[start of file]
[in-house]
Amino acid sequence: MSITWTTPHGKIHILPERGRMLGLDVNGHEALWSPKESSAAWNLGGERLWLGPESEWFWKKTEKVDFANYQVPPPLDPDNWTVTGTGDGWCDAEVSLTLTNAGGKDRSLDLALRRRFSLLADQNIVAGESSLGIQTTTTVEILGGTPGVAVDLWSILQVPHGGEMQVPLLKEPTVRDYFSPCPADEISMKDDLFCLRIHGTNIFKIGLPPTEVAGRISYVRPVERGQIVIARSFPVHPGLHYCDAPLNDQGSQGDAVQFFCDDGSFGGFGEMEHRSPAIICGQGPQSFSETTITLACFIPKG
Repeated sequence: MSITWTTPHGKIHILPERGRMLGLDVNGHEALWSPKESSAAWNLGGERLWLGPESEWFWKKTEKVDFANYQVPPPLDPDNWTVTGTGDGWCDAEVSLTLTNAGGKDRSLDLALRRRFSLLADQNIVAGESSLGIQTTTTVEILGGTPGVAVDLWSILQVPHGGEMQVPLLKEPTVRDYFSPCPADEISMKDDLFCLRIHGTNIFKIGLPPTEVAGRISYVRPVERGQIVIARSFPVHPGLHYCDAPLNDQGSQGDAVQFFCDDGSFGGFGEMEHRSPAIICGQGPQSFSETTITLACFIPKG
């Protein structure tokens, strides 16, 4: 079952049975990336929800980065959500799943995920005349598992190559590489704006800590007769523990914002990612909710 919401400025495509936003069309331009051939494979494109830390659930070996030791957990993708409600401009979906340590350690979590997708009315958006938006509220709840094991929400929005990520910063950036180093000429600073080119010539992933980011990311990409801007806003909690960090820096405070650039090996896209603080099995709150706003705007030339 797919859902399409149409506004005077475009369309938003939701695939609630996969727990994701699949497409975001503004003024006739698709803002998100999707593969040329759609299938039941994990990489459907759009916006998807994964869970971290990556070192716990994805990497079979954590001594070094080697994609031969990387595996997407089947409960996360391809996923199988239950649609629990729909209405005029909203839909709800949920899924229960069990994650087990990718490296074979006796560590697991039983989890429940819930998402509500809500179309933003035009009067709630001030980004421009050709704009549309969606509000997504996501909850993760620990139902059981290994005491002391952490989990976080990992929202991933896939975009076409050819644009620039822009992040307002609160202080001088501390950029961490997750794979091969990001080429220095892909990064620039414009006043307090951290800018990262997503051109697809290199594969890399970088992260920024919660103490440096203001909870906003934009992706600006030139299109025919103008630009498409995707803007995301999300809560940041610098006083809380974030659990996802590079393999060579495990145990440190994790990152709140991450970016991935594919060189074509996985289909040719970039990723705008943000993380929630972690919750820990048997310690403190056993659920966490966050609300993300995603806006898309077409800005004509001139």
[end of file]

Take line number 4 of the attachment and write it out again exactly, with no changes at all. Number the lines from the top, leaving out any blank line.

């Protein structure tokens, strides 16, 4: 079952049975990336929800980065959500799943995920005349598992190559590489704006800590007769523990914002990612909710 919401400025495509936003069309331009051939494979494109830390659930070996030791957990993708409600401009979906340590350690979590997708009315958006938006509220709840094991929400929005990520910063950036180093000429600073080119010539992933980011990311990409801007806003909690960090820096405070650039090996896209603080099995709150706003705007030339 797919859902399409149409506004005077475009369309938003939701695939609630996969727990994701699949497409975001503004003024006739698709803002998100999707593969040329759609299938039941994990990489459907759009916006998807994964869970971290990556070192716990994805990497079979954590001594070094080697994609031969990387595996997407089947409960996360391809996923199988239950649609629990729909209405005029909203839909709800949920899924229960069990994650087990990718490296074979006796560590697991039983989890429940819930998402509500809500179309933003035009009067709630001030980004421009050709704009549309969606509000997504996501909850993760620990139902059981290994005491002391952490989990976080990992929202991933896939975009076409050819644009620039822009992040307002609160202080001088501390950029961490997750794979091969990001080429220095892909990064620039414009006043307090951290800018990262997503051109697809290199594969890399970088992260920024919660103490440096203001909870906003934009992706600006030139299109025919103008630009498409995707803007995301999300809560940041610098006083809380974030659990996802590079393999060579495990145990440190994790990152709140991450970016991935594919060189074509996985289909040719970039990723705008943000993380929630972690919750820990048997310690403190056993659920966490966050609300993300995603806006898309077409800005004509001139």